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Day 1 was all about the quarterbacks .. and that shouldn’t be a surprise

Daniel Jones, Eli Manning were centers of attention

NFL: New York Giants-Training Camp Vincent Carchietta-USA TODAY Sports

EAST RUTHERFORD, N.J. — In the days leading up to training camp, I wrote that “What happens with [Eli] Manning and [Daniel] Jones is really going to be the story of the season.”

Aside from Sterling Shepard and his unfortunate thumb injury, Day 1 of training camp was really all about those two quarterbacks. The young gun trying to get ready as he begins his climb to the top. The old hand trying to hang on, looking for one more ride, trying to defend his turf.

Get used to this Giants fans. Manning-Jones. Jones-Manning. EliDan. The two-headed Giants quarterback. Even if only one of them can play.

Fortunately, both guys are class acts who will handle all of the scrutiny well, and will maintain a good relationship along the way.

Largely, that’s because they really are — personality-wise — a young and an old (by NFL standards) version of the same guy.

“He’s so much like Eli,” Kurt Warner said of Jones.

“It’s amazing,” Warner said after Jones’ news conference had concluded. “Even some of the phrases he uses remind you of Eli (Manning). You talk about what you see on film and some of their mannerisms as players, but it’s crazy. You hear them talk and it’s like ‘Oh my gosh!’ These guys are like the same guy, it’s just Eli 15 years younger. It is fascinating. But again, not a bad guy to model yourself after, from a lot of different standpoints.”

This is how Jones spun a question about competing with Manning:

“Since I have gotten here in the spring, since we have started OTA’s as a room, as a position group, we’ve worked really well together. We have found a way to help each other, me in particular being the younger guy, we have found a way to kind of improve as a group, improve as a unit. That way helping the offense improve. I think seeing it as a competition against the defense right now, and just improving every day is where are focus is. I think that has been helpful so far in helping the team improve.”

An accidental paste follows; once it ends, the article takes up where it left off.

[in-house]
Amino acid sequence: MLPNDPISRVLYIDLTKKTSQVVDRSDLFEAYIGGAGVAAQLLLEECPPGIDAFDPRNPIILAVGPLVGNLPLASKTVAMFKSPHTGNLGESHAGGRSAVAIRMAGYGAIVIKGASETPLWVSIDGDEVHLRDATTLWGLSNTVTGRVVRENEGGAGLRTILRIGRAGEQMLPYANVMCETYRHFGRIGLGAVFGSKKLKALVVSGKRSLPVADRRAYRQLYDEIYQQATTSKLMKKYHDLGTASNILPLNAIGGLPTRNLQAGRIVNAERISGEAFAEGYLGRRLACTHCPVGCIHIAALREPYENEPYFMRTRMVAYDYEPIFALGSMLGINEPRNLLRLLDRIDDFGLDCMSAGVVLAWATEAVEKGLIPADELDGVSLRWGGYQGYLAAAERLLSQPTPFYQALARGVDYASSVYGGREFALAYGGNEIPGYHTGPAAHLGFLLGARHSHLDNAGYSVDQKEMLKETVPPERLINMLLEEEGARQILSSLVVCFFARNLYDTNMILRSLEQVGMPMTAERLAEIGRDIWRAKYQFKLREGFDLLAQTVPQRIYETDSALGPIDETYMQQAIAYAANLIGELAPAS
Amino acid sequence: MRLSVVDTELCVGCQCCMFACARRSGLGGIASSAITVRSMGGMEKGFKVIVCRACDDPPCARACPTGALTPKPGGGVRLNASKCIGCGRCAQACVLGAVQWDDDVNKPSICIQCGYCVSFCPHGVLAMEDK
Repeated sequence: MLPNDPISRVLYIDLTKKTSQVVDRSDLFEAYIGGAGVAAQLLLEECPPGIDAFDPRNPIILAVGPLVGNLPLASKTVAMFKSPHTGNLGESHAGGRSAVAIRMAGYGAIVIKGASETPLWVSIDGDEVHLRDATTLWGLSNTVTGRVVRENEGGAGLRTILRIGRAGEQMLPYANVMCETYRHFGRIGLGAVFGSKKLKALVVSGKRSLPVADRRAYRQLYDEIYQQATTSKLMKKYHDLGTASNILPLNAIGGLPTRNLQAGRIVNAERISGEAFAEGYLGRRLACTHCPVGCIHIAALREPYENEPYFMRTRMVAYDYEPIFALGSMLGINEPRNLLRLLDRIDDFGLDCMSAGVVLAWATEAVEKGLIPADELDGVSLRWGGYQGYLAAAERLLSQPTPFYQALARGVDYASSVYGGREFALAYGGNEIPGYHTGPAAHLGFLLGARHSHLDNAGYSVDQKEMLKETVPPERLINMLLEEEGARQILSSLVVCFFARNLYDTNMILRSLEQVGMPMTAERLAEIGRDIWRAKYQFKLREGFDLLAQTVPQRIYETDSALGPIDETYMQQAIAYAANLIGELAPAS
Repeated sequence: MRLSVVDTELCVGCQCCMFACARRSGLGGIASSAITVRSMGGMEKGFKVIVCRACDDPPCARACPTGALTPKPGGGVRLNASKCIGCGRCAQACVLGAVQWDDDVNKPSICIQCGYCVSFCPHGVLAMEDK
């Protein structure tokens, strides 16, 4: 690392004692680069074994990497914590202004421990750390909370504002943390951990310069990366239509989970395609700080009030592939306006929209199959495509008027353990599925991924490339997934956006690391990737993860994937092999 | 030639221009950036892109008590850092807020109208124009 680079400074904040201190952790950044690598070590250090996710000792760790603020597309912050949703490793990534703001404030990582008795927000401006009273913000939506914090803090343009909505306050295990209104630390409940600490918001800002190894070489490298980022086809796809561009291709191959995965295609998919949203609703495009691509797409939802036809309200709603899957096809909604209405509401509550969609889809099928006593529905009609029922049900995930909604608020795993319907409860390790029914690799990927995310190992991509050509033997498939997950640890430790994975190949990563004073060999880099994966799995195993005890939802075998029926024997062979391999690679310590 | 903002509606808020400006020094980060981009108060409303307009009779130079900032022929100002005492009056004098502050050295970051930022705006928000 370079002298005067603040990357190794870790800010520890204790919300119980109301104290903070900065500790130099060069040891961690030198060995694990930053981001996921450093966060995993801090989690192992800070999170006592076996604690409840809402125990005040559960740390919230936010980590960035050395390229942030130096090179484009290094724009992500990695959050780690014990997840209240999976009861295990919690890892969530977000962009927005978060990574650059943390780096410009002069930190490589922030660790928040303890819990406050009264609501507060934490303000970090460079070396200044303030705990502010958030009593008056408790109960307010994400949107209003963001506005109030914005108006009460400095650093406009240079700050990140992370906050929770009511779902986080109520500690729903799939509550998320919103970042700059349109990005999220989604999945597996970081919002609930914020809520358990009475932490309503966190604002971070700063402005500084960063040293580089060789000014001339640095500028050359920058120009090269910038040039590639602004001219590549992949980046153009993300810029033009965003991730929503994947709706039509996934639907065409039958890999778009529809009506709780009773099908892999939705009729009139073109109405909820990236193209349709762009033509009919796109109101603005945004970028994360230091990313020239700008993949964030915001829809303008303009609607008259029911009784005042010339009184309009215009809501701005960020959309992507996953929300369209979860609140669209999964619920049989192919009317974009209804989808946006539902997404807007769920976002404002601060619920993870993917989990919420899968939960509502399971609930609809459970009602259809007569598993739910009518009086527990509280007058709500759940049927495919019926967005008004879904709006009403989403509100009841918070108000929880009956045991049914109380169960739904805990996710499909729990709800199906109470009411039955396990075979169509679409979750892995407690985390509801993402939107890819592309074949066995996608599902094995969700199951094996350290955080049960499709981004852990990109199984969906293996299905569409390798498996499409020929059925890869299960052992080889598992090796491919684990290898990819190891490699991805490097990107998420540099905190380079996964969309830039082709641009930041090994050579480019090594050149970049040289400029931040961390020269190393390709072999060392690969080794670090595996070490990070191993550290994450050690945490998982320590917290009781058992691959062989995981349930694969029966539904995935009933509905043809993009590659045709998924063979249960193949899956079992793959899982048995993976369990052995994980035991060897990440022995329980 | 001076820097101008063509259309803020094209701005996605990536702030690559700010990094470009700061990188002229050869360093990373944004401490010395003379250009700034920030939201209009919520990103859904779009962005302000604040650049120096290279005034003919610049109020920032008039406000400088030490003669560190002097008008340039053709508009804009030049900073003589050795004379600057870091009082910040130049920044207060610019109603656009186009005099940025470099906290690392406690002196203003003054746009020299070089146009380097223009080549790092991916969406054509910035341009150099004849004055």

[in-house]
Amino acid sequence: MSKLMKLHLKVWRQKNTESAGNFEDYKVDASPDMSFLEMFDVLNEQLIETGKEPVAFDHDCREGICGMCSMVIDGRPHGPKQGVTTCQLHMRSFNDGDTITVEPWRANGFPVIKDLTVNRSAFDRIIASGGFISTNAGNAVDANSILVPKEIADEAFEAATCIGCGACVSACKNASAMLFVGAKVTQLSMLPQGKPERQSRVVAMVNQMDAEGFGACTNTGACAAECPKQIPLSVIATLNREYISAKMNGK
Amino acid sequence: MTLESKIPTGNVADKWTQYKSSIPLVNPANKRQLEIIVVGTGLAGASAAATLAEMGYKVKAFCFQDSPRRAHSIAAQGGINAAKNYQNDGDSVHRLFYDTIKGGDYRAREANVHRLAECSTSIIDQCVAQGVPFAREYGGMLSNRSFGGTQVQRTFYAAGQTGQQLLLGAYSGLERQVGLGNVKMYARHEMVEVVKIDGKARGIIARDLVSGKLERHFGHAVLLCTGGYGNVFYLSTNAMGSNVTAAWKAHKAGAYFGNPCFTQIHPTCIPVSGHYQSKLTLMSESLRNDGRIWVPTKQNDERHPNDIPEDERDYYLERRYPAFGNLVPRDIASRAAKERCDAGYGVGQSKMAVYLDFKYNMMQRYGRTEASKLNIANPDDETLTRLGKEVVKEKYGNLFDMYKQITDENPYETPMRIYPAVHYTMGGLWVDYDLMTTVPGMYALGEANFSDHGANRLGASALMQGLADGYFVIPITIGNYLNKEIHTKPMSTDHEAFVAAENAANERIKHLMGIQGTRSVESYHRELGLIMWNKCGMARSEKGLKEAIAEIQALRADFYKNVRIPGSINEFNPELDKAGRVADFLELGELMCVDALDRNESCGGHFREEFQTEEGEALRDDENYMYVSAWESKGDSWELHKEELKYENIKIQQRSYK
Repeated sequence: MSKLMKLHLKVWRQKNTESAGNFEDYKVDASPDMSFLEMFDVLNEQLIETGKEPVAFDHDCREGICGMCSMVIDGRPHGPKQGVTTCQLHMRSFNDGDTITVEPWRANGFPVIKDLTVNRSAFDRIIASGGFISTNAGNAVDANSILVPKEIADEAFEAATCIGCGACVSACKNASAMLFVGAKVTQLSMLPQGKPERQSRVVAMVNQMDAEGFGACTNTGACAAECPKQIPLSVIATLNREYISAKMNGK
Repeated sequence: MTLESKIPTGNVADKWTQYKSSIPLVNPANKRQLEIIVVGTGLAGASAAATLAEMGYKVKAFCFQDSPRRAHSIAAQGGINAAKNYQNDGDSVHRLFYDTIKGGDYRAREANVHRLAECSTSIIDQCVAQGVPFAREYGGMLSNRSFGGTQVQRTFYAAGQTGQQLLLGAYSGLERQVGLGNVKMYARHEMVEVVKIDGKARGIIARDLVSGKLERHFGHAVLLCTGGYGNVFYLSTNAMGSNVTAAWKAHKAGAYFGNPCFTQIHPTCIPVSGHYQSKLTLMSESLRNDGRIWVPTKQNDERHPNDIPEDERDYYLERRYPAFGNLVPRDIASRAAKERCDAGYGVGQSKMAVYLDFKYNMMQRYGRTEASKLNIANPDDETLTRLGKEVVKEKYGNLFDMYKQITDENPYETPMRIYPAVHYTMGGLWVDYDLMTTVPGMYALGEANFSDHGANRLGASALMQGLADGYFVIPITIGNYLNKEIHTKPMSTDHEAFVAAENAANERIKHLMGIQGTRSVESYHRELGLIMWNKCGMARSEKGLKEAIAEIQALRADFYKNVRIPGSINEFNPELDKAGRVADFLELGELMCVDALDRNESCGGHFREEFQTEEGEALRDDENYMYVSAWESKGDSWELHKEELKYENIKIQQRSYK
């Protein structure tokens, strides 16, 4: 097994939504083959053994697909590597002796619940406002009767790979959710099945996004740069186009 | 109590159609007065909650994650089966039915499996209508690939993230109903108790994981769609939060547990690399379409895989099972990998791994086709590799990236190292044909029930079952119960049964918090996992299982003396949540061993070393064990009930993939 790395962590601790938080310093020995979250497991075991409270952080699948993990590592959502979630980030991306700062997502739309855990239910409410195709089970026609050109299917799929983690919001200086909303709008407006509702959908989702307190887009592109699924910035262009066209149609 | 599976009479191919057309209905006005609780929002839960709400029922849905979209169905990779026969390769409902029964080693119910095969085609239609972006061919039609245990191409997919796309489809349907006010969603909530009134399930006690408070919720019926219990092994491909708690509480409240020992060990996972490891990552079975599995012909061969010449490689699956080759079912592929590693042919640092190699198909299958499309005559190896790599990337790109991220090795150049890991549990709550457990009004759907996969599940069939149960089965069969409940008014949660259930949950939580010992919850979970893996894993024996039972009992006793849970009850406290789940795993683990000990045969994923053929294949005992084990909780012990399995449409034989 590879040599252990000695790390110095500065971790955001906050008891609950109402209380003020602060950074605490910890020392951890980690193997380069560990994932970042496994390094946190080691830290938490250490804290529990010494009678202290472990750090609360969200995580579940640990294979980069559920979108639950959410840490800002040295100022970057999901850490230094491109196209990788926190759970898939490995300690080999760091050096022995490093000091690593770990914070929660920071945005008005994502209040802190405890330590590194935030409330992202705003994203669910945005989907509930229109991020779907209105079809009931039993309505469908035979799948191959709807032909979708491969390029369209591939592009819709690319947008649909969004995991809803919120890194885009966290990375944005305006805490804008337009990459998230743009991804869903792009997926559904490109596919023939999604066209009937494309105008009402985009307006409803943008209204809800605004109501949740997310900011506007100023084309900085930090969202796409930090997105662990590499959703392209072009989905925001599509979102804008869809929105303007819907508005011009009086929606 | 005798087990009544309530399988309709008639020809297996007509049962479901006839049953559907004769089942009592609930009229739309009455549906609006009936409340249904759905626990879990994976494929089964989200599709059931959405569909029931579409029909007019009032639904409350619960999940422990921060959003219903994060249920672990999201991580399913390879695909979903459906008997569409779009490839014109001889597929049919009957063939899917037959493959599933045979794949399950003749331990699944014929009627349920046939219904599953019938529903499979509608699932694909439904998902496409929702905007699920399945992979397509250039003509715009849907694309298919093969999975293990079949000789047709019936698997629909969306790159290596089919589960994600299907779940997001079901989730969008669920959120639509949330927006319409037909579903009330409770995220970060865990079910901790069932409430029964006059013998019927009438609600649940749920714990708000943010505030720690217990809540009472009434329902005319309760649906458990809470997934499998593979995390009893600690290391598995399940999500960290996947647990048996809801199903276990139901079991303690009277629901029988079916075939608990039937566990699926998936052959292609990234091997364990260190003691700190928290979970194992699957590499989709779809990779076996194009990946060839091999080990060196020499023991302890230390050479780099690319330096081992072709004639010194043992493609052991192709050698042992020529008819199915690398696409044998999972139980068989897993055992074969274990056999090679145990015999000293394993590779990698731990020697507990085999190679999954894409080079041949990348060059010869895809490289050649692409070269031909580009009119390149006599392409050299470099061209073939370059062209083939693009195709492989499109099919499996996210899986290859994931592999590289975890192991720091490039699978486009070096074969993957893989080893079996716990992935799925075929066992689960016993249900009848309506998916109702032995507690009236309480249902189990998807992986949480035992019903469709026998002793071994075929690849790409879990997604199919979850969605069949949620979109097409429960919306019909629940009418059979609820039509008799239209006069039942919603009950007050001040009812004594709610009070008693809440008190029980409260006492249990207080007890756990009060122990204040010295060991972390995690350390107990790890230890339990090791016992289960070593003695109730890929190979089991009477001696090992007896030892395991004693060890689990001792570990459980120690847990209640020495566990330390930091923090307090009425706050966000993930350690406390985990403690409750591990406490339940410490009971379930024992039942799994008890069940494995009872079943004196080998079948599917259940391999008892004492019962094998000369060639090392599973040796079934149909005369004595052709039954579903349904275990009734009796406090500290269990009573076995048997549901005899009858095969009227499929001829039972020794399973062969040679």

Here’s Manning on Wednesday asked about competing with Jones:

“I think you deal with it in, hey, I have a job to go out there and do my best. It hasn’t changed for 16 years and it never will. You go out there and you’re competing against the defense. Whenever I’m up, I’m competing against the defense and I’m trying to get our players to play our best and make plays. That’s the mindset, you want to try and make improvements in practice, have goals to get better at certain things every day and make those strides of improvement at every practice. That’s the mindset that you concern yourself with.”

How will this play out?

Honoring the past. Trying to do the best they can in the present. Getting ready for the future. The Giants are trying to walk the line of doing all of these things. GM Dave Gettleman has often talked about the balancing act of dealing with the present and preparing for the future, and it’s not an easy one.

Warner, for his part, doesn’t expect the Giants to move on from Manning the way they moved on from him. Meaning, if they are in contention for a playoff berth Manning — in Warner’s view — would likely continue to play. The Giants were 5-4 when Tom Coughlin benched Warner for the rookie in 2004.

Warner was in his only season with the Giants. Manning is in his 16th, with two Super Bowl MVP trophies. Warner knows there is a difference in stature, calling Manning a franchise “icon” and saying what he’s done for the organization adds a “different factor” to the discussion.

“I don’t know if there’s a risk unless you let it prolong too far. And because normally when you’re in a situation like this, when you make that move from the veteran to the young guy is when you kind of feel like the season’s out of hand. It’s usually we’re going to go and as long as we still have a chance to make the playoffs, we’ll stay with the veteran guy,” Warner said. “And so, you know, I think there’s always a worry of, you know, do you prolong it? But I think you can go a whole season, another season and go, okay, you guys are guy. And if it starts to go downhill a little bit, you tell yourself in the off-season, okay, we’re going to move to Daniel, but you don’t have to make that move in the middle of the season, you know, for whatever reason. Um, so I think you can be a little more sensitive to that.”